Keyboard with a large key that says "fourth quarter" / jurgenfr

This article appears in the November 2022 issue of Investment Executive. Subscribe to the print edition, read the digital edition or read the articles online.

Tax planning should be a year-round process, but the fourth quarter is a critical time to ensure your clients’ tax strategies will deliver maximum benefits.

Three experts discuss strategies that taxpayers should consider, given the tumultuous year the markets have experienced.

Tax-loss harvesting

Clients with investments in non-registered accounts that have experienced an unrealized loss should consider tax-loss harvesting.

“Having a loss on paper is painful to look at on your account statement,” said Graeme Egan, president of CastleBay Wealth Management Inc. in Vancouver. “But if you want to get some financial benefit from it at the end of the year, realize the capital loss by selling the investment and get back a bit of a tax refund to soften the blow.” Capital losses realized in 2022 can be applied against any capital gains realized in 2022, carried back for three years or carried forward indefinitely.

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The tax savings for clients in the highest tax bracket can outweigh transaction and commission costs associated with realizing the loss.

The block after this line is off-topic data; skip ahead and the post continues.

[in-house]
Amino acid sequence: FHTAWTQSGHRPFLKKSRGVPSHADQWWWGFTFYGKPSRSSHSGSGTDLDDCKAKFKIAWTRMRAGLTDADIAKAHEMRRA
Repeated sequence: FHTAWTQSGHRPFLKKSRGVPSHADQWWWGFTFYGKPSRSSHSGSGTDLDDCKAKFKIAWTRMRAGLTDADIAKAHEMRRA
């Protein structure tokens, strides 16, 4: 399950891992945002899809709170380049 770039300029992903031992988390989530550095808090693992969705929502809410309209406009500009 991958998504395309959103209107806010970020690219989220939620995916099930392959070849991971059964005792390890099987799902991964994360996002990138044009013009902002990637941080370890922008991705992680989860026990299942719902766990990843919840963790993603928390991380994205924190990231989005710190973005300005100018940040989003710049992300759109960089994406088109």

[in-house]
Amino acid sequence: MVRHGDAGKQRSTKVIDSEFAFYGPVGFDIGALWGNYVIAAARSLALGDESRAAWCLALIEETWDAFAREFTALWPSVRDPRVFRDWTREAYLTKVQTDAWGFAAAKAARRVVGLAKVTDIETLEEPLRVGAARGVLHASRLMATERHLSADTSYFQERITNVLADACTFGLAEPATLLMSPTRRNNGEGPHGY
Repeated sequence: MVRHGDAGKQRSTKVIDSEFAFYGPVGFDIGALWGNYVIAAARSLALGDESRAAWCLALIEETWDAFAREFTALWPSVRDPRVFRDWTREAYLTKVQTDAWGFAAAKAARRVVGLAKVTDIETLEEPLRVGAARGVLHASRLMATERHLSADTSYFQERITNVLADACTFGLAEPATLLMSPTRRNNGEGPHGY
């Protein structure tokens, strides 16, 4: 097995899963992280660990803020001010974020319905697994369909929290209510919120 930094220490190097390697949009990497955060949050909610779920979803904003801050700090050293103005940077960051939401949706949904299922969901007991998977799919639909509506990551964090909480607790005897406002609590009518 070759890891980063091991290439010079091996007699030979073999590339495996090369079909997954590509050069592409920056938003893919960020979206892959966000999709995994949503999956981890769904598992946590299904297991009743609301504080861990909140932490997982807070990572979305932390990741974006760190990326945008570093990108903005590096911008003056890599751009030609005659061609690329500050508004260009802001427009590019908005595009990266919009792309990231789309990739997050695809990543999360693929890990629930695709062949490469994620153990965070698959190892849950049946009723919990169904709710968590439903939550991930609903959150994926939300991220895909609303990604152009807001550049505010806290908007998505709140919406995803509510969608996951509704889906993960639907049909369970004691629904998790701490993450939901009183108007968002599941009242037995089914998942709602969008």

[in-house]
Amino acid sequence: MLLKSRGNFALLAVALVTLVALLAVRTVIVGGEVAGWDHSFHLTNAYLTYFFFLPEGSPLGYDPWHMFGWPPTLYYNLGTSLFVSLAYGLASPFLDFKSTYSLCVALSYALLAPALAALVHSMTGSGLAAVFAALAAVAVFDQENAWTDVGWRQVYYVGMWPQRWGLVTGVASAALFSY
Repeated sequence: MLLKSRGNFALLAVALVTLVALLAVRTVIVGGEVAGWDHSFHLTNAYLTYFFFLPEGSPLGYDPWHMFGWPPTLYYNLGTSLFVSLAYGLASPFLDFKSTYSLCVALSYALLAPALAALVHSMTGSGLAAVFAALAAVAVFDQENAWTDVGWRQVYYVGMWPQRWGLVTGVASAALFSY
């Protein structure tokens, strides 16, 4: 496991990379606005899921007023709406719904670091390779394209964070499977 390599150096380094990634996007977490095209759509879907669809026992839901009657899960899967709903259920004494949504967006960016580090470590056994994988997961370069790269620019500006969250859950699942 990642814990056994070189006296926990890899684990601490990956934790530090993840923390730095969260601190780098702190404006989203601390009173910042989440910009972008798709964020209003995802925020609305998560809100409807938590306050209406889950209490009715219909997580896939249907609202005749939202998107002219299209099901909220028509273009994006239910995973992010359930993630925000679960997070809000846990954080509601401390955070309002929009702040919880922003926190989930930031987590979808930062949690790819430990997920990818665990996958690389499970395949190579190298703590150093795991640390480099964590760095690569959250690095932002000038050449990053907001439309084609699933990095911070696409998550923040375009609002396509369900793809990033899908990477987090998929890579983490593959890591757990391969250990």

“Despite only half of a capital loss or gain [being] taxable, given current tax laws, it’s like getting back a refund of about 25 cents on every dollar of loss,” Egan said.

He cautioned, however, that a client cannot repurchase the same investment within a 30-day period without triggering the superficial loss rules, which would prevent the client from deducting the loss.

Income splitting

With the Canada Revenue Agency’s prescribed rate at 3% for the fourth quarter, income splitting using family loans has become less viable than in previous years.

Gabriel Baron, tax partner with EY Canada’s private client services group in Toronto, said these arrangements involve a client lending money at the prescribed rate to a spouse or common-law partner in a lower tax bracket, or to a family trust. The borrower would then invest that money in hopes of earning a return higher than the interest rate. When done properly, the interest paid is deductible because the loan is for investment purposes.

Clients with existing income-splitting arrangements using a prescribed rate lower than 3% should take care to maintain those arrangements lest they lose access to the low interest rate.

For a prescribed-rate loan to remain valid, interest must be paid by Jan. 30 of the following year. Therefore, interest on a loan outstanding in 2022 must be paid by Jan. 30, 2023. Otherwise, income earned on an investment portfolio purchased with the borrowed funds will be attributed to the person who made the loan.

“That would completely defeat the purpose of the planning arrangement. So, it is very critical that people adhere to that repayment date,” Baron said.